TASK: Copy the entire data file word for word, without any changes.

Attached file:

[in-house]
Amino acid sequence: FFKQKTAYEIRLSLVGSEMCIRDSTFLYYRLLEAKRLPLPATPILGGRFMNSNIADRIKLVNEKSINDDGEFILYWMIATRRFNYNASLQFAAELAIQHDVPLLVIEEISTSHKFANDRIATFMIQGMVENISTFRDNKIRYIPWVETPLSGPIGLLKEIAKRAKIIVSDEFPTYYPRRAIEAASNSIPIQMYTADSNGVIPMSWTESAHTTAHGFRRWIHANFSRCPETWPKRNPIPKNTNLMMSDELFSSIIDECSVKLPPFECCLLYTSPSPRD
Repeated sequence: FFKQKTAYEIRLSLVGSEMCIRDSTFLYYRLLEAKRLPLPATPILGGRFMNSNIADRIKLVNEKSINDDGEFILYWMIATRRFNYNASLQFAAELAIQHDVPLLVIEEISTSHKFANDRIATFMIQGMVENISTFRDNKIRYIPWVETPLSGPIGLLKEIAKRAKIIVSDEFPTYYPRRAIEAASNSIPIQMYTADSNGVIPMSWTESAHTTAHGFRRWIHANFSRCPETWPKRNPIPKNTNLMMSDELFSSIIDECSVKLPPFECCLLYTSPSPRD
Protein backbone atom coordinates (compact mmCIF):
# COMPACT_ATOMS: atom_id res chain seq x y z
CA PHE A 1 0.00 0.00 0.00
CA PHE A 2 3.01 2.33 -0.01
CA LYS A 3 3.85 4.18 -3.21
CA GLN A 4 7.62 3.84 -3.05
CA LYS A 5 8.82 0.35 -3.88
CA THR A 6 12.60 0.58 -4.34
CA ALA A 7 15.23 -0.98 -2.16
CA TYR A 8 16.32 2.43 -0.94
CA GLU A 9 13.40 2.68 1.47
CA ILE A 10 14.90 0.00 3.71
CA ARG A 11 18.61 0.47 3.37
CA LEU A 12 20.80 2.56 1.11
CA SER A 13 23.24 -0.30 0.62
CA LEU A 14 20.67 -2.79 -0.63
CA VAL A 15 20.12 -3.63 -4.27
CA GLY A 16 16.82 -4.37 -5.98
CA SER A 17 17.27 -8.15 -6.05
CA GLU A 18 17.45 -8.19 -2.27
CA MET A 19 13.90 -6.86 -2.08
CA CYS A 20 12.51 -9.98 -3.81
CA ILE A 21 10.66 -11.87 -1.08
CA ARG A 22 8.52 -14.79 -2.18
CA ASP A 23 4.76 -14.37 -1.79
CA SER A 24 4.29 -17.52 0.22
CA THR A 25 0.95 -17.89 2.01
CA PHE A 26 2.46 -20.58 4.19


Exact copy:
[in-house]
Amino acid sequence: FFKQKTAYEIRLSLVGSEMCIRDSTFLYYRLLEAKRLPLPATPILGGRFMNSNIADRIKLVNEKSINDDGEFILYWMIATRRFNYNASLQFAAELAIQHDVPLLVIEEISTSHKFANDRIATFMIQGMVENISTFRDNKIRYIPWVETPLSGPIGLLKEIAKRAKIIVSDEFPTYYPRRAIEAASNSIPIQMYTADSNGVIPMSWTESAHTTAHGFRRWIHANFSRCPETWPKRNPIPKNTNLMMSDELFSSIIDECSVKLPPFECCLLYTSPSPRD
Repeated sequence: FFKQKTAYEIRLSLVGSEMCIRDSTFLYYRLLEAKRLPLPATPILGGRFMNSNIADRIKLVNEKSINDDGEFILYWMIATRRFNYNASLQFAAELAIQHDVPLLVIEEISTSHKFANDRIATFMIQGMVENISTFRDNKIRYIPWVETPLSGPIGLLKEIAKRAKIIVSDEFPTYYPRRAIEAASNSIPIQMYTADSNGVIPMSWTESAHTTAHGFRRWIHANFSRCPETWPKRNPIPKNTNLMMSDELFSSIIDECSVKLPPFECCLLYTSPSPRD
Protein backbone atom coordinates (compact mmCIF):
# COMPACT_ATOMS: atom_id res chain seq x y z
CA PHE A 1 0.00 0.00 0.00
CA PHE A 2 3.01 2.33 -0.01
CA LYS A 3 3.85 4.18 -3.21
CA GLN A 4 7.62 3.84 -3.05
CA LYS A 5 8.82 0.35 -3.88
CA THR A 6 12.60 0.58 -4.34
CA ALA A 7 15.23 -0.98 -2.16
CA TYR A 8 16.32 2.43 -0.94
CA GLU A 9 13.40 2.68 1.47
CA ILE A 10 14.90 0.00 3.71
CA ARG A 11 18.61 0.47 3.37
CA LEU A 12 20.80 2.56 1.11
CA SER A 13 23.24 -0.30 0.62
CA LEU A 14 20.67 -2.79 -0.63
CA VAL A 15 20.12 -3.63 -4.27
CA GLY A 16 16.82 -4.37 -5.98
CA SER A 17 17.27 -8.15 -6.05
CA GLU A 18 17.45 -8.19 -2.27
CA MET A 19 13.90 -6.86 -2.08
CA CYS A 20 12.51 -9.98 -3.81
CA ILE A 21 10.66 -11.87 -1.08
CA ARG A 22 8.52 -14.79 -2.18
CA ASP A 23 4.76 -14.37 -1.79
CA SER A 24 4.29 -17.52 0.22
CA THR A 25 0.95 -17.89 2.01
CA PHE A 26 2.46 -20.58 4.19